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The transatlantic technical team negotiates on China issues, but avoids facing key issues – EURACTIV.com


Although the United States and the European Union announced a broad technology and trade alliance on Tuesday (June 15) in response to Beijing’s technological rise, they failed to resolve the crux of the bilateral digital economy.

The two sides said in the joint summit communique: “We plan to cooperate on the development and deployment of new technologies based on our common democratic values, including respect for human rights, and encouraging compatible standards and regulations.”

The leaders also pledged to “closely consult and cooperate” on “their respective similar multi-faceted approaches to China, including elements of cooperation, competition, and systemic confrontation,” which also covers human rights violations.

EU and US officials agreed that China’s rise in technological power has created a sense of urgency for cooperation in technology and digital trade.

“The United States and the European Union share the same values ​​in terms of privacy, protection and democracy, and an open society, which means we need to jointly develop technology-related’rules of the road’,” Gina Raimondo, U.S. Secretary of Commerce Tell EURACTIV after the summit.

According to Raimondo, one of these areas may be emerging technologies such as cloud computing, artificial intelligence, network security or surveillance technology.

“The cooperation between the European Union and the United States is very important for employment growth and national and economic security. These standards are in line with and in line with our common values. Frankly speaking, China and other authoritarian regimes will not set’rules of the road’,” Raimundo said.

Raimondo added that since emerging technologies rely on semiconductors, it is very important for the United States and the European Union to strengthen their supply chains to counter China’s dominance.

However, the two sides still need to resolve bilateral issues on the issue of digital economy.

New Technology Agency

The leaders agreed to establish a new high-level EU-U.S. Trade and Technology Committee (TTC), which will establish an EU-U.S. working group around artificial intelligence, cybersecurity, competitiveness, data governance, and technology platforms to develop trans-Atlantic standards and Dominate the ever-increasing power of big technology.

One of the main goals will be to “promote cooperation in regulatory policies and law enforcement, and promote integration where possible.”

However, it is expected that the TTC can focus mainly on market access rather than achieving regulatory convergence, because the two groups have very different approaches, and artificial intelligence is an example.

“Given the decentralized nature of U.S. regulation, you will never see this [European] Principle-based regulation in the United States-In the United States, you can expect regulation on product safety, such as specific artificial intelligence applications,” Fredrik Erixon, director of the European Center for International Political Economy (ECIPE), told EURACTIV.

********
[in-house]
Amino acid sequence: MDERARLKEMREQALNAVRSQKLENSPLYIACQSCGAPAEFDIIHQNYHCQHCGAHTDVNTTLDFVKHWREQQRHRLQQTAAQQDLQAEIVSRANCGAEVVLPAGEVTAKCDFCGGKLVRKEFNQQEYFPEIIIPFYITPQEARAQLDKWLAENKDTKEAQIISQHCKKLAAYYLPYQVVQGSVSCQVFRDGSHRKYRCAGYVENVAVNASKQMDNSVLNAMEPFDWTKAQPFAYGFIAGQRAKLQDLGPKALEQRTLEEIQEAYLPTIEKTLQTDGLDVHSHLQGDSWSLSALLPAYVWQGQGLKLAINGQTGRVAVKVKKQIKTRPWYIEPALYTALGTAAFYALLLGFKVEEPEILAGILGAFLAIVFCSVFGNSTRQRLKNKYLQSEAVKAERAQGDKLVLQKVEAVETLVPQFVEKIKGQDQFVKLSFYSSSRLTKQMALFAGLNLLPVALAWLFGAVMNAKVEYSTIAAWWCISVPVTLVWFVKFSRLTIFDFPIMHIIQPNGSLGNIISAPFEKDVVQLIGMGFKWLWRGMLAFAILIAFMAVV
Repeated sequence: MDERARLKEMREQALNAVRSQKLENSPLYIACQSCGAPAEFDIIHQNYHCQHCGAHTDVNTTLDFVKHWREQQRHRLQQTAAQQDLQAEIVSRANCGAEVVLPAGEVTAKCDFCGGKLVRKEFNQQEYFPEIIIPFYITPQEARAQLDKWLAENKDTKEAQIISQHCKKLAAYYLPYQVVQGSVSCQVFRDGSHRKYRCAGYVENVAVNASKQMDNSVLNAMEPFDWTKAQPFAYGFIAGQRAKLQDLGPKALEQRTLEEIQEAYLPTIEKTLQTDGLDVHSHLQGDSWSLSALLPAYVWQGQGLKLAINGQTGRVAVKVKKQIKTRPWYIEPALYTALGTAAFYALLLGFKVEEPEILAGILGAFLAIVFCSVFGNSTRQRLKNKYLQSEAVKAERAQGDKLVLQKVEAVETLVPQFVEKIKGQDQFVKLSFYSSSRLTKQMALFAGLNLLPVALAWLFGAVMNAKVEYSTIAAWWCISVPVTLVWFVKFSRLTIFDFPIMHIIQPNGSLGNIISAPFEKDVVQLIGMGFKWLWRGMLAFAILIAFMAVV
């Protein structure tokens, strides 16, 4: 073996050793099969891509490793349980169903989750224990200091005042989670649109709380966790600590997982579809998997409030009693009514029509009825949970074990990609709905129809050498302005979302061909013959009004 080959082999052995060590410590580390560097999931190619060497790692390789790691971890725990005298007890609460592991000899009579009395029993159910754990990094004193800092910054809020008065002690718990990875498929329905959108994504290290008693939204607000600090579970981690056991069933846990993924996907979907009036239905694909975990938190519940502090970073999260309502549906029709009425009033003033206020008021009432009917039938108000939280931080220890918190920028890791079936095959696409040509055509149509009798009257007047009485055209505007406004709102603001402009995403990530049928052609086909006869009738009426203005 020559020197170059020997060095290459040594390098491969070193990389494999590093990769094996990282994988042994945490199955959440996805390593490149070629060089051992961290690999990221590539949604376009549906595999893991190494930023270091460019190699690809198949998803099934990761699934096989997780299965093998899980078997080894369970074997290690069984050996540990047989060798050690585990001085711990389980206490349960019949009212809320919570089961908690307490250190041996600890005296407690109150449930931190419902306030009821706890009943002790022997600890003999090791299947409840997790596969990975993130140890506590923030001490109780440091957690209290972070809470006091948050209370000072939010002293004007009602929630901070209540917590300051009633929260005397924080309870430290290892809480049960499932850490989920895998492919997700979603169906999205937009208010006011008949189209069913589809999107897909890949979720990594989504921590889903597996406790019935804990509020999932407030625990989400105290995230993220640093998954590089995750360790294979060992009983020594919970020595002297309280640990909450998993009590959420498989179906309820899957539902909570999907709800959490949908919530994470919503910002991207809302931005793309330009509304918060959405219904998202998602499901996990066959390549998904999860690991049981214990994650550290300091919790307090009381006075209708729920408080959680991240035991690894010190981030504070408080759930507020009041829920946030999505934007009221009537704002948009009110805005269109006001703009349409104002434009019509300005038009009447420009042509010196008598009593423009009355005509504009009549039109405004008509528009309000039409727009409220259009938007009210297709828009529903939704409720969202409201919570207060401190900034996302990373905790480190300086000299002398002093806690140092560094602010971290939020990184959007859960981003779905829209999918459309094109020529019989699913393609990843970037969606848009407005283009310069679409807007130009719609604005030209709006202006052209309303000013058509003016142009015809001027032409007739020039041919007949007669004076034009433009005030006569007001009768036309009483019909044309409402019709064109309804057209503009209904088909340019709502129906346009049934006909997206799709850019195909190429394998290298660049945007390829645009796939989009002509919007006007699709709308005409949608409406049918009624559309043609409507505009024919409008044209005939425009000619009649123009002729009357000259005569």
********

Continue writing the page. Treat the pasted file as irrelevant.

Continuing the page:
Erixon warned that because privacy and data regulation are very sensitive issues and are at the core of the digital economy, regulatory convergence on both sides of the Atlantic may never happen.

Erixon added that any convergence “will be based on some kind of bottom-up change, not a large global agreement.”

No data transmission breakthrough

The EU-US privacy protection agreement on international data transmission was rejected by the European Court of Justice for the second time last year, because the US surveillance laws were deemed not to meet GDPR-level protection.

The Commission and the US government are currently negotiating a new framework agreement, but EU leaders seem to doubt that if Washington does not change its surveillance practices, the new privacy provisions can withstand judicial review.

It is unclear whether the new US government has any plans to change its national security laws.

The summit did not bring about the diplomatic breakthrough that many technology companies hoped for, because the final statement contained only a broad commitment to “work together to ensure safe, reliable, and credible cross-border data flows to protect consumers and strengthen privacy protection.” “

Antitrust and Internet tax

In recent weeks, Washington has seen an antitrust push because the US Congress has been enacting some bipartisan laws and the large technology critic Lina Khan has been appointed as the chairman of the Federal Trade Commission.

“The United States is increasingly worried that Europe now has the wrong impression of what the new government wants to do. Just because it wants to have a fairly strong competitive agenda with large American technology companies, it does not mean that it accepts that Europe can adjust. Regulations affect American companies rather than European companies.” Erickson added.

Potential tensions still exist on the taxation front.

“Even though they may have some common principles in corporate taxation, when you dive into the details, you will realize that when these taxes are applied to large technology companies, the two parties are actually not very close,” Eric Sen said.

The European corporate income tax system proposal only targets technology companies and believes that foreign sales should be taxed in the revenue-generating market. Americans accept it as a general principle and therefore require it to be applied to all international companies.

For Erixon, “This will be a problem for some countries that have come forward, including France and Germany. Most large European companies are concentrated in these countries.”

In contrast, the United States, as a net importer, may see an increase in its taxes.

[Edited by Benjamin Fox]





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